the visnet project
VisNET aims to remodel the implicit ‘rules’ of networking and collaboration. Female academics, particularly in STEM subjects, score consistently lower than male academics in metrics measuring international and industrial collaborations. These two related assessment criteria are key at all stages in academic careers and particularly important at senior levels to secure the highest value research grants and promotions.
Our vision is:
1) To identify key barriers to international collaboration for female engineering academics
2) To design and demonstrate interventions and new best practices in networking and collaborations to define a new and more effective normal.
While several barriers have been identified to academic career advancement for women and have led to strategic interventions at national and institutional levels, there remains a lack of data and action specifically targeted at networking and collaboration – the focus of this VisNET programme.
Research – Identify barriers and assess interventions
- Define the meaning, impact and relevance of international collaborations for academic careers and how this differs by gender.
- Quantify and qualify the growth, international reach and influence of participants’ networks in response to our intervention.
- Assess the value of interventions that promote international collaboration to women’s careers.
Innovate – Pilot strategic in situ networking approaches with female PDRA cohort
- Deliver enhanced professional development for in situ networking and collaborations.
- Implement personalised approaches to rapidly and strategically grow participant’s international online networks.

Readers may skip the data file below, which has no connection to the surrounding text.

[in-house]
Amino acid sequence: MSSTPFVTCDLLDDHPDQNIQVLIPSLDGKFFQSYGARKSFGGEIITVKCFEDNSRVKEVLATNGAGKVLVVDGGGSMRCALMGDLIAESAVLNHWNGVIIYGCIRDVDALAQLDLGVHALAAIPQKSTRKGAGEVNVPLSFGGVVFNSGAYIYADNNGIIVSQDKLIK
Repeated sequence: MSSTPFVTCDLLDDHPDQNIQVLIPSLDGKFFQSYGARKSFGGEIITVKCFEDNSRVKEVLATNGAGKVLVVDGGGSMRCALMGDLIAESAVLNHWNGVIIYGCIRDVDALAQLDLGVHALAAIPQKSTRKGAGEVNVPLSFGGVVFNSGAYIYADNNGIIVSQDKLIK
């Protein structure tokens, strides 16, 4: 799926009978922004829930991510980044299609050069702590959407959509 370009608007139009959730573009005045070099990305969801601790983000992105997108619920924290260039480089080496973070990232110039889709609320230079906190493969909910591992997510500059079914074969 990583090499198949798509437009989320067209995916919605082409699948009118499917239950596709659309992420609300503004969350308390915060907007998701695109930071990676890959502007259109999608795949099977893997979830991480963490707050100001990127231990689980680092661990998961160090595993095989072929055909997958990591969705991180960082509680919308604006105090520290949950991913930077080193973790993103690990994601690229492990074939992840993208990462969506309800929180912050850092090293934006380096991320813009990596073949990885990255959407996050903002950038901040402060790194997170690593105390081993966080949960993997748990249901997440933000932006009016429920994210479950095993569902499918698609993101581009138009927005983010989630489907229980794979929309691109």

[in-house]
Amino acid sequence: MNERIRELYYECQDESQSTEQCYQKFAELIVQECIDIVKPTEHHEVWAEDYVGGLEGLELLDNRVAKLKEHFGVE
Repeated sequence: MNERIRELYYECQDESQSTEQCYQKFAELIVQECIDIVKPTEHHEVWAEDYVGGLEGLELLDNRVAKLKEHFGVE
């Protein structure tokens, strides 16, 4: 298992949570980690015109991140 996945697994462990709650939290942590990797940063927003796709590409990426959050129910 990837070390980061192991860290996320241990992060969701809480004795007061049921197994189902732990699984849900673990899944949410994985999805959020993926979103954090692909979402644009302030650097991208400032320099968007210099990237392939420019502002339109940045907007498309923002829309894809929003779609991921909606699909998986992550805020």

- Nurture the development of individually-driven international virtual workplaces inspired by global business practices.
Embed – Demonstrate & disseminate the successful impact of virtual in situ networking
- Adopt in situ collaboration practices in daily academic activities.
- Develop a powerful advocacy network to ensure the continued roll-out, uptake and optimisation of in situnetworking and collaboration in our Universities and in the wider UK STEM community.
- Construct and disseminate best practice recommendations based on research and innovation activities and in pursuit of institutional and national policy changes.
This pilot project is specifically aimed at a cohort of talented female post-doctoral researchers and fellows (PDRAs). Women remain underrepresented at professorial level, with these gender imbalances heightened in Engineering. Transition from post-doc to ECR is a key attrition point for women in engineering and perceptions that an academic career is incompatible with work-life balance and family is one of the main factors. The interdisciplinary academic and industrial consortium we have brought together will lead the way in developing, integrating and advocating a new approach to conduct these activities largely in situ (i.e. from the researchers’ home institution). By demonstrating that strategic networks and collaborations can be built and maintained without frequent travel, we believe academic careers will be more attractive to this group of PDRAs and others. This intervention will also provide crucial tools to build confidence and researcher independence, and potentially mitigate the impact of future career breaks and parenthood.